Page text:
Thursday, Second Week in Advent
"When they saw that the star had stopped, they were overwhelmed with joy. On entering the house, they saw the child with Mary, his mother; and they knelt down and paid him homage. Then, opening their treasure chests, they offered him gifts of gold, frankincense, and myrrh."
-- Matthew 2:10-11
A few Advents ago, the rector of my home church, fed up with the perceived commercialism of our holiday season, made us all an interesting proposition one Sunday:
Considering, he said, that we know Christ wasn’t really born on December 25th anyway, what would it be like if instead of building up to the holiday season every year, the Pope or the Archbishop of Canterbury or some other high official in Christendom simply announced at a random time every year: “In twenty-four hours it will be Christmas Eve! Do what you can to get ready!”
I mentioned that Jesus was almost certainly not born on December 25th; why, then, do we remember His birth at this time? This is cultural baggage that we have acquired from the Romans. At this time in December every year, the ancients celebrated a holiday known as the Saturnalia, a topsy-turvy time with bizarre rituals in which masters became slaves and slaves became masters. Seeking to redirect the festive energies of paganism into something more positive, the early church placed Christ’s birth on the Saturnalia, which is when we have celebrated it ever since. Perhaps it is only appropriate that a Roman holiday where class distinctions are overturned should be replaced by a Christian celebration in which the Ruler of the Universe lowers Himself to be born by a mortal woman into humble stable. Perhaps it is only fitting that on a day when masters become slaves and slaves masters, that poor shepherds watching their flocks by night should be the first to learn of the birth of a King, and that earthly kings themselves should come and do homage to the son of a modest Jewish carpenter.
In this age, we have replaced the Roman secular craziness and the mind-bending Christian theology with our own holiday hullabaloo. Instead of taking time to reflect at the beginning of this season, thousands of us will jump out of bed at ungodly times, lining up outside stores for hours, unafraid when the establishment of our choice opens to inadvertently injure or even kill fellow patrons in an effort to secure the best deals for ourselves. Instead of considering the true needs of our fellow men, we pile up presents for our friends and relatives that they certainly don’t need and may not even want. But surely, we live in more enlightened times!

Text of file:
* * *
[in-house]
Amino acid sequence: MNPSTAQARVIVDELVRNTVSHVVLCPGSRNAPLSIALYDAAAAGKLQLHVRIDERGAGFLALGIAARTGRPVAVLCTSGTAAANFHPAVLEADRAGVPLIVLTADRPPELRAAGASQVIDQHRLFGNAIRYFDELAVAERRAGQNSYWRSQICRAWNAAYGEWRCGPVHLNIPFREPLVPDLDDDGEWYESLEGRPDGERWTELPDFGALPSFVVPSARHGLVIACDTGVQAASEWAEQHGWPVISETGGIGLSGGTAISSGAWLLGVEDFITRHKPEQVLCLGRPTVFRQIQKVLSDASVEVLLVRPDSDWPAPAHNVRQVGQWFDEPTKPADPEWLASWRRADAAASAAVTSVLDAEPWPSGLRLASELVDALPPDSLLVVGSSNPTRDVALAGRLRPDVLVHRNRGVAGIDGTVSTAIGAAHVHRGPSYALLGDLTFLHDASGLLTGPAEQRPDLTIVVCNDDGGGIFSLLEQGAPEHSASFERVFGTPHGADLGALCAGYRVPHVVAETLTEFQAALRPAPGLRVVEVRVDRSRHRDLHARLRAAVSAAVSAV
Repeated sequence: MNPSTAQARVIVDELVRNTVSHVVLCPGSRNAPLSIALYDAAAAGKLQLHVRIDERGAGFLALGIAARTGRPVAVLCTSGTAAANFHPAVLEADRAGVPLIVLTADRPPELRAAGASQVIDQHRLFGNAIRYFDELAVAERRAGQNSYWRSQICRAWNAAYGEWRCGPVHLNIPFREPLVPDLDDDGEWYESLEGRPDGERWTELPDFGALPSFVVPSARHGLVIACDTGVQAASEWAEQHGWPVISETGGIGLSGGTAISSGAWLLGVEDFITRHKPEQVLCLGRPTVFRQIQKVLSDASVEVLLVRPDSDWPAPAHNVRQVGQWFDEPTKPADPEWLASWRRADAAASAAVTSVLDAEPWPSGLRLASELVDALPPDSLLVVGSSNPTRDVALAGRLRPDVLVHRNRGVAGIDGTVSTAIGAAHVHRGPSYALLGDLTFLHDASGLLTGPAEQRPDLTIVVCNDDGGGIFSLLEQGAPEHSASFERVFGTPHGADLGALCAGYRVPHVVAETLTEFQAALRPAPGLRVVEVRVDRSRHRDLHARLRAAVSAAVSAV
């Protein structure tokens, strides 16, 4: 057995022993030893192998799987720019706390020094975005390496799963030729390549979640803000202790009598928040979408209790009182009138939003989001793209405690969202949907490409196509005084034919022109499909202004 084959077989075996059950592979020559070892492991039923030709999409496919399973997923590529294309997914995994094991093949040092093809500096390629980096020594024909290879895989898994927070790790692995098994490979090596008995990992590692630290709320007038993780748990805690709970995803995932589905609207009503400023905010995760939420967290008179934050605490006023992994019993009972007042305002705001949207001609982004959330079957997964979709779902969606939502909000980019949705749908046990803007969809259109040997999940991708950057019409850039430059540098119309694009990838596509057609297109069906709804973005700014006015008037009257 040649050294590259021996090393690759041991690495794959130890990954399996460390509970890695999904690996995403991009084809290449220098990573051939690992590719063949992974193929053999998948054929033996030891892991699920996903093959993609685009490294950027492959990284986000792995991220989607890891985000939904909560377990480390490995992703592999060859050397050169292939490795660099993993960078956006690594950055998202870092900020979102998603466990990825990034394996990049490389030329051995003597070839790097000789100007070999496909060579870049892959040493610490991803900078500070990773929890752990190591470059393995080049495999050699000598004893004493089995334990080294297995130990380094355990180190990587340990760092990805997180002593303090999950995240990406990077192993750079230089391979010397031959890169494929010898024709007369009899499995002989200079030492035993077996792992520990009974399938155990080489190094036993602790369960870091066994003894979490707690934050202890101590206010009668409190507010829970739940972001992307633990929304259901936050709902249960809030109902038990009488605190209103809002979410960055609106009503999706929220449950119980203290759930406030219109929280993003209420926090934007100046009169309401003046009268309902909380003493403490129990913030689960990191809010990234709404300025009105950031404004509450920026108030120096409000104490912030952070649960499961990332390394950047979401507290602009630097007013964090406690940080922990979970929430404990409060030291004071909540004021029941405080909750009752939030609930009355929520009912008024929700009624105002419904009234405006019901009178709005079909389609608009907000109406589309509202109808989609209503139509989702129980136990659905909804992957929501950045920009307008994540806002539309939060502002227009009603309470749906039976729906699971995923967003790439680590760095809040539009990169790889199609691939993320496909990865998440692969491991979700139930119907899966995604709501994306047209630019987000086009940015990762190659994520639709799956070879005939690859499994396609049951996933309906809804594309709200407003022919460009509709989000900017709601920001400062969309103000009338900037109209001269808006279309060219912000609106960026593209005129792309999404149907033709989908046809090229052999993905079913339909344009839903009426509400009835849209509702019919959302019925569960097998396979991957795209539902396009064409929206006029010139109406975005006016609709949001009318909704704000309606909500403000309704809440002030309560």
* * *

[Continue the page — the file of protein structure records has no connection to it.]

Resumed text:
Is this what our culture has come to? Is this what we truly value? Do we really live in a time where the holiday season has become so corrupted and so contrary to its own purpose that we would really be better off, as my rector suggested, abolishing it altogether?
Do we want Advent anymore? Do we need Advent anymore? Are we best served getting rid of the whole thing? Who really needs Advent, anyway?
Our word Advent comes from the Latin verb ‘advenio’ meaning ‘to advance’ or ‘to approach’; another cultural reminder of how much we owe the Romans. In the Church tradition, each significant holiday has both a time leading up to it and a time after it; a sort of warming up and winding down. Christmas is no exception. Our current picture of Christmas is no different, but our priorities are; instead of considering the great centuries of effort and the countless men and women who died in the pregnant expectation of the birth of Christ that they knew would come, but they knew not when –we have replaced that beautiful image with an endless to-do list, a never-ending drive to buy the gifts, to find the perfect tree, to make sure everything is just so when the friends and family come.
Christians should not blame the pessimistic Grinches of the world for failing to see anything magical or religious in the spirit of Christmas; we should blame ourselves, and consider how short we have fallen of Christ’s charge to be living examples of His word, placing a priority on the pragmatic concerns of this world rather than the deeper purpose we were all built for.
This Advent, I charge us all to return to the true spirit of Christmas, and indeed the true spirit of what it means to be a Christian. Let us all take pause from our hectic lives to consider what it truly is that we are preparing for. Let us pause to consider the wondrous love of Christ, the love that led Him to abandon His throne above not just to the joy of His birth but to the agony of His death. Let us pause in the mystery of the first words of the Gospel of John, who, though he includes no secular nativity for Christ, nevertheless gives us a view of his spiritual beginnings: “In the beginning there was the Word, and the Word was with God, and the Word was God. He was in the beginning with God. All things were made through Him, and without Him nothing was made that was made. In Him was life, and the life was the light of men. For the light shines in the darkness, and the darkness did not comprehend it.”
In order to see that light we must come out of the darkness. In order to savor the triumph we must appreciate the struggle. For nothing worth having ever came without struggle. Just as to find our lives we must lose them, we must let go of all the material baggage that we fear to lose to find what it is we are truly born to be. Before he can run, a child must walk; before he can walk, he must stand. And if we are to stand in the true wonder, the true magic and meaning, the true mystery and love of what Christmas truly means, we must, first and always, slow down, and remember who we are, and how we got here.
-- Dylan Thayer '13